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Gasterosteus aculeatus 

Scope: Global
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Taxonomy [top]

Kingdom Phylum Class Order Family
Animalia Chordata Actinopterygii Gasterosteiformes Gasterosteidae

Scientific Name: Gasterosteus aculeatus
Species Authority: Linnaeus, 1758
Regional Assessments:
Common Name(s):
English Threespined Stickleback, Sparnytickle, Barnytickle, Branchy, Branstickle, Burnstickle, Common stickleback, Cushy, Doctor, Eastern stickleback, European stickleback, Jacksharp, New York stickleback, Pinfish, Prickley, Prickly, Prickly, Prickly back, Santa Ana Stickleback, Saw-finned stickleback, Spanicle, Spannistickle, Spanny, Spannytickle, Spantickle, Sparnicle, Sparny, Barnystickle, Spawn, Spawnykettle, Spawnytickle, Stickleback, Thornback, Thorny back, Banstickle, Threespine Stickleback, Tiddler, Twospine stickleback
French Arselet, Cordonnier, Crève-valet, Épinart, Épinglet, Épinoche, Épinoche à trois épines, Estancelin, Estranglo cat, Spinaubé, Spinavaou, Stichling
Spanish Espinocho, Espinós, Espinosillo, Espinoso
Synonym(s):
Gasteracanthus cataphractus Pallas, 1814
Gasterosteus pugetti Girard, 1856
Gasterosteus texanus Sauvage, 1874
Gasterosteus aculeatus messinicus Stephanidis, 1971
Gasterosteus algeriensis Sauvage, 1874
Gasterosteus argentatissimus Blanchard, 1866
Gasterosteus argyropomus Cuvier, 1829
Gasterosteus atkinsii Bean, 1879
Gasterosteus bailloni Blanchard, 1866
Gasterosteus biaculeatus Mitchill, 1815
Gasterosteus biarmatus Krynicki, 1840
Gasterosteus bispinosus Walbaum, 1792
Gasterosteus brachycentrus Cuvier, 1829
Gasterosteus cataphractus (Pallas, 1814)
Gasterosteus cuvieri Girard, 1850
Gasterosteus dekayi Ayres, 1855
Gasterosteus dimidiatus Reinhardt, 1837
Gasterosteus elegans Blanchard, 1866
Gasterosteus hologymnus Regan, 1909
Gasterosteus inopinatus Girard, 1854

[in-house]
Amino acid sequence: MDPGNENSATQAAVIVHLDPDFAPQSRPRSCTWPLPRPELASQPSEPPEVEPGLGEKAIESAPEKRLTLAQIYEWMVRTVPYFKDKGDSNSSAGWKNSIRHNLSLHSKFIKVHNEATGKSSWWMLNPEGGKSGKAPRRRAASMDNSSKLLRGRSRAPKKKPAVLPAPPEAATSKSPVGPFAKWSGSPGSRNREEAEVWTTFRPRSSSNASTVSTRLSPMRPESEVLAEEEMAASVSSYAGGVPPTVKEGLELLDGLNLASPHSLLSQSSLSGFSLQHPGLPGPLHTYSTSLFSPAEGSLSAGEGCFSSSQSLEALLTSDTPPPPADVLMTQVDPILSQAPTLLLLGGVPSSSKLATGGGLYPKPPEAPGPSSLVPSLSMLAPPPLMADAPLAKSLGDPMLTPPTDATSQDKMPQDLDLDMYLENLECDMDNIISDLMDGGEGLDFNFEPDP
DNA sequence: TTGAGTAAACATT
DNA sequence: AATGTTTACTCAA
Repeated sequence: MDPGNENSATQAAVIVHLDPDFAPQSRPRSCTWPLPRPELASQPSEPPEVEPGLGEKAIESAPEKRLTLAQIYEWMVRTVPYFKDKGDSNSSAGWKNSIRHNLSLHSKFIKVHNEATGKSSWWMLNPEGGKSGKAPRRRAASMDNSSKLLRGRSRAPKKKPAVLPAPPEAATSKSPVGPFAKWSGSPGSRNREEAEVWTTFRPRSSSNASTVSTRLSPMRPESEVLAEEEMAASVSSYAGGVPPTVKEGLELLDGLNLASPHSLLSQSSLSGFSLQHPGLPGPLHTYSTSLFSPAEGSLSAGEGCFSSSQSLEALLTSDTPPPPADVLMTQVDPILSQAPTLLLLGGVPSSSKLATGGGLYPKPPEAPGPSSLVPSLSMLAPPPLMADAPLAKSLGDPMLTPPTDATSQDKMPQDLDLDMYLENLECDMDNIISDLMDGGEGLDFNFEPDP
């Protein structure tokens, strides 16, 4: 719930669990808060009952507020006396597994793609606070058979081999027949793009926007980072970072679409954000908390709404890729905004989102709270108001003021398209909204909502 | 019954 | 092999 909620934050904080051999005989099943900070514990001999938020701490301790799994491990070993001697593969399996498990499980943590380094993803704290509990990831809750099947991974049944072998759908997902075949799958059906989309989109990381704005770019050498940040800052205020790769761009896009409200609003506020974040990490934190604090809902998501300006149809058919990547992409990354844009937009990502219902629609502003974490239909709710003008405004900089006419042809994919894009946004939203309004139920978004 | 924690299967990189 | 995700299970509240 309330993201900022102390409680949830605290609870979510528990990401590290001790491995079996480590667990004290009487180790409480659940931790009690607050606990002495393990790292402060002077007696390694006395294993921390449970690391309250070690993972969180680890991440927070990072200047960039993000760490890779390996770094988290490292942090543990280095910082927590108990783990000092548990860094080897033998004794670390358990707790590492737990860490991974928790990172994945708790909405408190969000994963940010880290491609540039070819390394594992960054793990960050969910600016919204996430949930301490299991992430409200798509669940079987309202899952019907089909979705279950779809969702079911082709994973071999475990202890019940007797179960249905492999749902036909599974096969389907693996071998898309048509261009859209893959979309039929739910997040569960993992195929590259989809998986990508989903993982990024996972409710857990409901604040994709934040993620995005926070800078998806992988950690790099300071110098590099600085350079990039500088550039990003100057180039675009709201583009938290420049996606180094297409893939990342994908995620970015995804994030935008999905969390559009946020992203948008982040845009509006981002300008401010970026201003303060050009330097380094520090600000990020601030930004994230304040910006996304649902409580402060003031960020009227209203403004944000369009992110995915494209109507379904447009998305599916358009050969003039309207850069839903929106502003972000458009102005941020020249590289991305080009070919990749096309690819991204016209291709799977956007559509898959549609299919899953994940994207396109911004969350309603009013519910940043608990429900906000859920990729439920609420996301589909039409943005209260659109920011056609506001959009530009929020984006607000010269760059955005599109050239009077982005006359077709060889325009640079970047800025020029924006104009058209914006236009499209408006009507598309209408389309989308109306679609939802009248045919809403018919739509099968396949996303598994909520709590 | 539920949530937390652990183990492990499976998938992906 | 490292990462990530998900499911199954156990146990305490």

Gasterosteus insculptus Richardson, 1855
Gasterosteus intermedius Girard, 1856
Gasterosteus leiurus Cuvier, 1829
Gasterosteus loricatus Reinhardt, 1837
Gasterosteus nemausensis Crespon, 1844
Gasterosteus neoboracensis DeKay, 1842
Gasterosteus neustrianus Blanchard, 1866
Gasterosteus niger Cuvier, 1829
Gasterosteus noveboracensis Cuvier, 1829
Gasterosteus obolarius Cuvier, 1829
Gasterosteus plebeius Girard, 1854
Gasterosteus ponticus Nordmann, 1840
Gasterosteus quadrispinosa Crespon, 1844
Gasterosteus santaeannae Regan, 1909
Gasterosteus semiarmatus Cuvier, 1829
Gasterosteus semiloricatus Cuvier, 1829
Gasterosteus serratus Ayres, 1855
Gasterosteus spinulosus Yarrell, 1835
Gasterosteus suppositus Sauvage, 1874
Gasterosteus teraculeatus Lacepède, 1801
Gasterosteus tetracanthus Cuvier, 1829
Gasterosteus trachurus Cuvier, 1829
Gasterosteus williamsoni Girard, 1854
Leiurus aculeatus (Linnaeus, 1758)
Taxonomic Source(s): Mattern, M. Y. and McLennan, D. A. 2004. Total evidence phylogeny of Gasterosteidae: combining molecular, morphological and behavioral data. Cladistics 20(1): 14-22.
Taxonomic Notes: Populations from the Atlantic and Black Sea basins have not yet been compared in detail. Preliminary observations suggest that they are probably distinct species.

Assessment Information [top]

Red List Category & Criteria: Least Concern ver 3.1
Year Published: 2015
Date Assessed: 2008-01-05
Assessor(s): NatureServe
Reviewer(s): Smith, K. & Darwall, W.R.T.
Contributor(s): Freyhof, J., Kottelat, M. & Lukey, J.R.
Facilitator/Compiler(s): Hammerson, G.A. & Ormes, M.
Justification:
Gasterosteus aculeatus has been assessed as Least Concern.  This species has an extremely broad native distribution, with a large number of subpopulations. This species is not known to be impacted by any major threat processes and is reported to be common to abundant throughout most of its distribution: Consequently the population is considered to be stable.
Previously published Red List assessments:

Geographic Range [top]